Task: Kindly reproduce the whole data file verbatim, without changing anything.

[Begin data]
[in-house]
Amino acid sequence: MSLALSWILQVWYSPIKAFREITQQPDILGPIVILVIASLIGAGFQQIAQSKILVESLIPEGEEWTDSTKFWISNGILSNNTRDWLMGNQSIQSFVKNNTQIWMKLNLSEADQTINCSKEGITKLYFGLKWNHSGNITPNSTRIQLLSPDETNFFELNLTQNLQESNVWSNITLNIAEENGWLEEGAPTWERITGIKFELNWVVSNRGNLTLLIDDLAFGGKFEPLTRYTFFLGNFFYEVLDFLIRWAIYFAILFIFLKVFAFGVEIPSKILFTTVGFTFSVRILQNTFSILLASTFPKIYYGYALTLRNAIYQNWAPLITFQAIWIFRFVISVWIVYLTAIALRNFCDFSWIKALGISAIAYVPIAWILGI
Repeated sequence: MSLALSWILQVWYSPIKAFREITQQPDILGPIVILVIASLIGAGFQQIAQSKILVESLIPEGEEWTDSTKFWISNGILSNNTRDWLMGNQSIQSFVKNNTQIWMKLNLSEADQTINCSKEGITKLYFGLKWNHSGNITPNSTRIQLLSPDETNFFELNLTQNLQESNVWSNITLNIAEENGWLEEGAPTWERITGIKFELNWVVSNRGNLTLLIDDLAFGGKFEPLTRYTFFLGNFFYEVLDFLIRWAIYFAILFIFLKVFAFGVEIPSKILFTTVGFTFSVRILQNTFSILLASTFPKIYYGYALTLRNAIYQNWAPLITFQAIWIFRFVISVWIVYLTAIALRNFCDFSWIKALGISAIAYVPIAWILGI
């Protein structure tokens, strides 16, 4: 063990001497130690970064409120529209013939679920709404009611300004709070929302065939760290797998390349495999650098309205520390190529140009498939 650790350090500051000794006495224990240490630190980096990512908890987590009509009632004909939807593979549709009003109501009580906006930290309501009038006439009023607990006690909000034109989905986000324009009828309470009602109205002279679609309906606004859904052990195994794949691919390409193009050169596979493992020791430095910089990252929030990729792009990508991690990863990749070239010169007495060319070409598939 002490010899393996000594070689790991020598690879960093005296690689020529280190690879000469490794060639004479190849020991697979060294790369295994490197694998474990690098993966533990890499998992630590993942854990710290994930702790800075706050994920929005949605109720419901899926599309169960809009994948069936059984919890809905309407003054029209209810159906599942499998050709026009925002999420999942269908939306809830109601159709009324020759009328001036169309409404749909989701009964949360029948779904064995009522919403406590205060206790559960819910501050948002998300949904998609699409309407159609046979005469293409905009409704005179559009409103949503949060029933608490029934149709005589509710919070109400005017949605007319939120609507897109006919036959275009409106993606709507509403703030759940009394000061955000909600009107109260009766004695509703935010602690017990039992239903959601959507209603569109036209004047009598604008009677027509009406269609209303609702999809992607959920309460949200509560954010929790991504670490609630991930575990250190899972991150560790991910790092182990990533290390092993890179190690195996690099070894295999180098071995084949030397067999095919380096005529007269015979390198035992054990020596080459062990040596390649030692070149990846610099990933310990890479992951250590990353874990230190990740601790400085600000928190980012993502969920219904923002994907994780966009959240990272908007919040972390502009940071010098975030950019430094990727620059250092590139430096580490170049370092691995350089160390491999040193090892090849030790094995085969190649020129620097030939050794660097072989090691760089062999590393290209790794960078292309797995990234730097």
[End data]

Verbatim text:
[in-house]
Amino acid sequence: MSLALSWILQVWYSPIKAFREITQQPDILGPIVILVIASLIGAGFQQIAQSKILVESLIPEGEEWTDSTKFWISNGILSNNTRDWLMGNQSIQSFVKNNTQIWMKLNLSEADQTINCSKEGITKLYFGLKWNHSGNITPNSTRIQLLSPDETNFFELNLTQNLQESNVWSNITLNIAEENGWLEEGAPTWERITGIKFELNWVVSNRGNLTLLIDDLAFGGKFEPLTRYTFFLGNFFYEVLDFLIRWAIYFAILFIFLKVFAFGVEIPSKILFTTVGFTFSVRILQNTFSILLASTFPKIYYGYALTLRNAIYQNWAPLITFQAIWIFRFVISVWIVYLTAIALRNFCDFSWIKALGISAIAYVPIAWILGI
Repeated sequence: MSLALSWILQVWYSPIKAFREITQQPDILGPIVILVIASLIGAGFQQIAQSKILVESLIPEGEEWTDSTKFWISNGILSNNTRDWLMGNQSIQSFVKNNTQIWMKLNLSEADQTINCSKEGITKLYFGLKWNHSGNITPNSTRIQLLSPDETNFFELNLTQNLQESNVWSNITLNIAEENGWLEEGAPTWERITGIKFELNWVVSNRGNLTLLIDDLAFGGKFEPLTRYTFFLGNFFYEVLDFLIRWAIYFAILFIFLKVFAFGVEIPSKILFTTVGFTFSVRILQNTFSILLASTFPKIYYGYALTLRNAIYQNWAPLITFQAIWIFRFVISVWIVYLTAIALRNFCDFSWIKALGISAIAYVPIAWILGI
């Protein structure tokens, strides 16, 4: 063990001497130690970064409120529209013939679920709404009611300004709070929302065939760290797998390349495999650098309205520390190529140009498939 650790350090500051000794006495224990240490630190980096990512908890987590009509009632004909939807593979549709009003109501009580906006930290309501009038006439009023607990006690909000034109989905986000324009009828309470009602109205002279679609309906606004859904052990195994794949691919390409193009050169596979493992020791430095910089990252929030990729792009990508991690990863990749070239010169007495060319070409598939 002490010899393996000594070689790991020598690879960093005296690689020529280190690879000469490794060639004479190849020991697979060294790369295994490197694998474990690098993966533990890499998992630590993942854990710290994930702790800075706050994920929005949605109720419901899926599309169960809009994948069936059984919890809905309407003054029209209810159906599942499998050709026009925002999420999942269908939306809830109601159709009324020759009328001036169309409404749909989701009964949360029948779904064995009522919403406590205060206790559960819910501050948002998300949904998609699409309407159609046979005469293409905009409704005179559009409103949503949060029933608490029934149709005589509710919070109400005017949605007319939120609507897109006919036959275009409106993606709507509403703030759940009394000061955000909600009107109260009766004695509703935010602690017990039992239903959601959507209603569109036209004047009598604008009677027509009406269609209303609702999809992607959920309460949200509560954010929790991504670490609630991930575990250190899972991150560790991910790092182990990533290390092993890179190690195996690099070894295999180098071995084949030397067999095919380096005529007269015979390198035992054990020596080459062990040596390649030692070149990846610099990933310990890479992951250590990353874990230190990740601790400085600000928190980012993502969920219904923002994907994780966009959240990272908007919040972390502009940071010098975030950019430094990727620059250092590139430096580490170049370092691995350089160390491999040193090892090849030790094995085969190649020129620097030939050794660097072989090691760089062999590393290209790794960078292309797995990234730097």